Tag: financial reform

Public Sees Past Facade of “Financial Reform”

A new AP-Gfk poll reveals that about two-thirds of the American public lack confidence that the financial regulation bill, currently being crafted by House and Senate conferees, will actually help avert future financial crises. 

The public is right to be skeptical, as there is nothing in either the House or Senate bill that ends bailouts or ends “too-big-to-fail.”  In fact parts of the bill, such as the expansion of deposit insurance, will actually increase the likelihood of future crises.  (The IMF has an insightful working paper on the negative impacts of deposit insurance). 

Perhaps the failure of Congressional efforts to end financial crises is the result of Washington’s unwillingness to recognize that government itself was the major driver of the recent crisis.  Fortunately the public seems to get that.  Some 70 percent of the poll respondents believe that government shares blame for the crisis.  Here’s to hoping that Congress will at some point listen to the public, and end many of the distortionary policies that caused the crisis.

Overcriminalization in the Financial Reform Legislation

The Heritage Foundation and National Association of Criminal Defense Lawyers (NACDL) made a stir by announcing their joint report, Without Intent: How Congress is Eroding the Criminal Intent Requirement in Federal Law. The report highlights the growth of federal criminal provisions in the 109th Congress. Many criminal statutes are drafted without the traditional requirement of criminal intent. When there is no requirement that the government prove you “willfully” or “knowingly” broke the law, mistakes are treated the same as intentional criminality. Some laws are written so broadly that it is impossible for anyone to know what conduct is illegal. Criminal provisions are included in statutes that are never reviewed by the judiciary committees of either chamber of Congress.

The NACDL has a follow-up analysis of the financial regulatory reform currently being considered by Congress. The Restoring American Financial Stability Act of 2010 has passed both houses and is heading into committee.

This 1600-page bill does everything that the Without Intent report warned against. The “reckless disregard” intent requirement is imported from tort law in several provisions and many others have no mental state requirement at all. New bribery and mail/wire fraud provisions are included where none are necessary. Bribery and fraud are already illegal.

Read the whole thing (direct .pdf link here).

Tuesday Links

  • Surprise! The “financial reform” bill is full of kickbacks to well connected cronies: “The public needs to understand that, far from protecting the little guy and sticking it to the fat cats, this bill keeps good, old-fashioned political patronage alive and well.”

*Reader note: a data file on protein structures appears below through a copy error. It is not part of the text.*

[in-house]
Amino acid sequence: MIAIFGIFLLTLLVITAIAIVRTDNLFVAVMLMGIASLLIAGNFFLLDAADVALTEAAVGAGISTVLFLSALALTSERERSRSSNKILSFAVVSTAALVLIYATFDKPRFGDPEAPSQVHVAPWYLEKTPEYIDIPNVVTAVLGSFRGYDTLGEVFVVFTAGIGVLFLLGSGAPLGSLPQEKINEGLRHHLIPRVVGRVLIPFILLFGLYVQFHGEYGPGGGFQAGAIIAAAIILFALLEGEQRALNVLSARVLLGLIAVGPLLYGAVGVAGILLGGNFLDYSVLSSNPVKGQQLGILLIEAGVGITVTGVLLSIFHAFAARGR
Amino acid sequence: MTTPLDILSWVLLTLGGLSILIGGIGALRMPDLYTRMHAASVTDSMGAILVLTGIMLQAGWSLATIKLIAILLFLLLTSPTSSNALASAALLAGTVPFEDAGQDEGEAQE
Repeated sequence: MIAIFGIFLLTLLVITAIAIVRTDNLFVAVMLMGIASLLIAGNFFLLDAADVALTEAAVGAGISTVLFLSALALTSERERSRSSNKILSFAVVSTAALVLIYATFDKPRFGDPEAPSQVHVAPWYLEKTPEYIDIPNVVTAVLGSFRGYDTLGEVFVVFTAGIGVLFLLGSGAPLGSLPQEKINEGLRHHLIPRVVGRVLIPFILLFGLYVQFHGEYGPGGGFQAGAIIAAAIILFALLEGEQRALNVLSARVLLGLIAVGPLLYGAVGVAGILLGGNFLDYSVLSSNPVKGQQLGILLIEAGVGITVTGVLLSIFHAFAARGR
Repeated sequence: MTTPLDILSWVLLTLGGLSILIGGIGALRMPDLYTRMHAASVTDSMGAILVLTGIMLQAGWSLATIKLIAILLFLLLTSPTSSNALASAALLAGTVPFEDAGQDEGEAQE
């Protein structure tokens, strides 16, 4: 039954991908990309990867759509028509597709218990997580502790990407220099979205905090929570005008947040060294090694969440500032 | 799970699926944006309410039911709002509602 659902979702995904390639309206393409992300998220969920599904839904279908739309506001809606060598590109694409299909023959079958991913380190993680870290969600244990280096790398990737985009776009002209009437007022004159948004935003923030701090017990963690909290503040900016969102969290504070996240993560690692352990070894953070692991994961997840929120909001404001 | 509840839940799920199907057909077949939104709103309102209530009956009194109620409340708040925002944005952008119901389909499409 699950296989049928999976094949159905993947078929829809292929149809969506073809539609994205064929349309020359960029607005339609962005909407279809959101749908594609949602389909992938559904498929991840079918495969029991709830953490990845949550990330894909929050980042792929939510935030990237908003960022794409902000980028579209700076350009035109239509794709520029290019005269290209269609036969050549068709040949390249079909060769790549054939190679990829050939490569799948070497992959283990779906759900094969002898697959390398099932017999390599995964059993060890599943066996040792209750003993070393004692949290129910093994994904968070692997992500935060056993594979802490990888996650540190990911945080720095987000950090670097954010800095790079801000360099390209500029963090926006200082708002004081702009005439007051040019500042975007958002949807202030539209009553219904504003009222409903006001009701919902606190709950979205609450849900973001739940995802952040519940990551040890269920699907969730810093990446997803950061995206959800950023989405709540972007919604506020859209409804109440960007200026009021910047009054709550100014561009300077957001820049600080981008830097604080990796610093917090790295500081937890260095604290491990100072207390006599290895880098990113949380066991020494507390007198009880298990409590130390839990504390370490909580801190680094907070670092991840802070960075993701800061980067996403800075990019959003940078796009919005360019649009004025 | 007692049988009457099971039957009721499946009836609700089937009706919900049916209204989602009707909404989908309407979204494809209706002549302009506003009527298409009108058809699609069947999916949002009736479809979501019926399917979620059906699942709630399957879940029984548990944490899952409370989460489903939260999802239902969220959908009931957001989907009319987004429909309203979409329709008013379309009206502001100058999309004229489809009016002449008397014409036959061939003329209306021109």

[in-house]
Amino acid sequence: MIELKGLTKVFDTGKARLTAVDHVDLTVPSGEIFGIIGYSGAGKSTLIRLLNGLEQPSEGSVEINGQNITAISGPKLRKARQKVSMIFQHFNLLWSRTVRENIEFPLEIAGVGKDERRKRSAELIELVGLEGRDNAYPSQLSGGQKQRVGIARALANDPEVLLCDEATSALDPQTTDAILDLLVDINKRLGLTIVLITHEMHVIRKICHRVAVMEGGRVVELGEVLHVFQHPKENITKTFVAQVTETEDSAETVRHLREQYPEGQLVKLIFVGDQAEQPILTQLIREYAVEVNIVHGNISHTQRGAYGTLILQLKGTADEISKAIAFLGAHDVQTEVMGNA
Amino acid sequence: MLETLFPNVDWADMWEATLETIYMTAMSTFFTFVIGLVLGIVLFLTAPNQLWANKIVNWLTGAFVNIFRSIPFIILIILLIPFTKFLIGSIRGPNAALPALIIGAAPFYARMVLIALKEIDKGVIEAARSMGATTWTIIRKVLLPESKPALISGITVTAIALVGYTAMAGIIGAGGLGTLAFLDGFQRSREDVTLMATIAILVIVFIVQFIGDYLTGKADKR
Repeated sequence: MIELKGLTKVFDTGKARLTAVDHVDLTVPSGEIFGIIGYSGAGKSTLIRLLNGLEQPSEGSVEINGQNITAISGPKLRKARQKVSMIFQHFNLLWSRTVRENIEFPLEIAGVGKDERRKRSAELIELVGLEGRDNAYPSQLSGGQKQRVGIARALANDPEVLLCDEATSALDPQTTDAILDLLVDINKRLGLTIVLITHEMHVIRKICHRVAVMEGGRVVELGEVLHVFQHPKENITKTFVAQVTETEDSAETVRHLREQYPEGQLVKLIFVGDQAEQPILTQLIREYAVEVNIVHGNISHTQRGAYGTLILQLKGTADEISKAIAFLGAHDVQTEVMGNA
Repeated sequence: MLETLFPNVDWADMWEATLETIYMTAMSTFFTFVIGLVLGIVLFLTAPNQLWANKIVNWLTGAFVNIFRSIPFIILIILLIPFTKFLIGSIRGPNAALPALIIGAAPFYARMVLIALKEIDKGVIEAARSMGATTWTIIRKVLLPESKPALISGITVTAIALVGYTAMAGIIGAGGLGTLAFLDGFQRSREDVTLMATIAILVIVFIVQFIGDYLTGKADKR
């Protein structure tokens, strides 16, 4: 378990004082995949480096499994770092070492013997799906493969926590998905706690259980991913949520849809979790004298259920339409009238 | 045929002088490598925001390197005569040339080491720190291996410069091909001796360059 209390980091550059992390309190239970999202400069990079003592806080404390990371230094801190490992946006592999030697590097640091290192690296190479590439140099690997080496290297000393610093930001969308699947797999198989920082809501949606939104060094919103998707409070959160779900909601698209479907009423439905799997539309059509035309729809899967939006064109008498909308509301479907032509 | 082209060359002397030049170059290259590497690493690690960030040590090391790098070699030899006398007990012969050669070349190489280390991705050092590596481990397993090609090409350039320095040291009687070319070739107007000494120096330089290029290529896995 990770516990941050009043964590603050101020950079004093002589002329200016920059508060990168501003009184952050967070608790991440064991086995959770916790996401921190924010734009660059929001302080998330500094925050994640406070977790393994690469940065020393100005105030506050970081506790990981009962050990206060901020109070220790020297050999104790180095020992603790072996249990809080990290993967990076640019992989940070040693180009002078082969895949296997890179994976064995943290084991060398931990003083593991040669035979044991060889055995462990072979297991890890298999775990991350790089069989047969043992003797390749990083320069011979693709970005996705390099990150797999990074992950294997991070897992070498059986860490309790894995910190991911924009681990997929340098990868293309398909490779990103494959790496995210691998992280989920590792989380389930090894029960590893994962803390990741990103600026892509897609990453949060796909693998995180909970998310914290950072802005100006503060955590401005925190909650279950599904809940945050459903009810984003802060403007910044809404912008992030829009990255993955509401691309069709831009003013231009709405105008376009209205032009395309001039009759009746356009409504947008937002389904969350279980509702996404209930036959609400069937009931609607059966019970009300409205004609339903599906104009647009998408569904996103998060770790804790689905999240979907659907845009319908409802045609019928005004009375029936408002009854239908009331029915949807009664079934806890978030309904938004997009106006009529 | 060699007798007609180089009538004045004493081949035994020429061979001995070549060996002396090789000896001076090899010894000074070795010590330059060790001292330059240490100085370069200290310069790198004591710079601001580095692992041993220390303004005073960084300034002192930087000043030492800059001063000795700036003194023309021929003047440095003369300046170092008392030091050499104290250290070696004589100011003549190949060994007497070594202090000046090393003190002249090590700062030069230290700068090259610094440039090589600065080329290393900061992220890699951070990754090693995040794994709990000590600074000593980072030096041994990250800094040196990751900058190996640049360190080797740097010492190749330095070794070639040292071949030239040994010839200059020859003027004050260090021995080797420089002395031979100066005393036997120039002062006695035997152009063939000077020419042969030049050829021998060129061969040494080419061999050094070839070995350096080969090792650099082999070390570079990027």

• When did this happen? “Historians find long-lost clause of U.S. Constitution giving federal authorities unlimited jurisdiction over the American palate.” Oh wait, it didn’t.
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Volcker on Financial Reform and Economic Stimulus

In a recent edition of The Region magazine, published by the Federal Reserve Bank of Minneapolis, retiring Minn. Fed President Gary Stern interviews Paul Volcker on a variety of topics.  It’s an interview well worth reading, and reminds one why Volcker is one of the more thoughtful voices on economics and finance, even if he isn’t always right.

Some highlights.  On the Obama financial reform plan:

I do not share one part of the general philosophy which seemed to emerge from this, particularly the proposal that the Federal Reserve supervise directly all “systemically important” institutions. I don’t know what “systemically important” institutions are, incidentally, but I’m sure that if you picked them out, people will assume they’re going to be saved, that they’re too big to fail. At the same time, there’d be some that you don’t pick out in advance that you’d want to save under particular circumstances.  So I think that is a mistake.

Volcker also express concern that those institutions at the center of the crisis are left out of the reform.  Specifically he mentions that Obama Administration officials “haven’t said anything about Fannie Mae or Freddie Mac.”

Volcker also takes issue with the Administration’s proposal to regulate non-banks, including hedge funds and private equity.  “I wouldn’t regulate so strictly the nonbanks.  I’d like to create the impression…that there’s no automatic bailout of those institutions.”

Volcker also raises important questions about the Administration’s Keynesian stimulus actions.  As the stimulus was meant to replace a reduction in private sector demand, Volcker asks “are we really dealing with the underlying pressures in the economy without permitting a relative decline in consumption to proceed?”

Those are just a few of his comments.  Here’s to hoping the rest of the Obama Administration is listening.  They could do a lot worse than Volcker’s advice.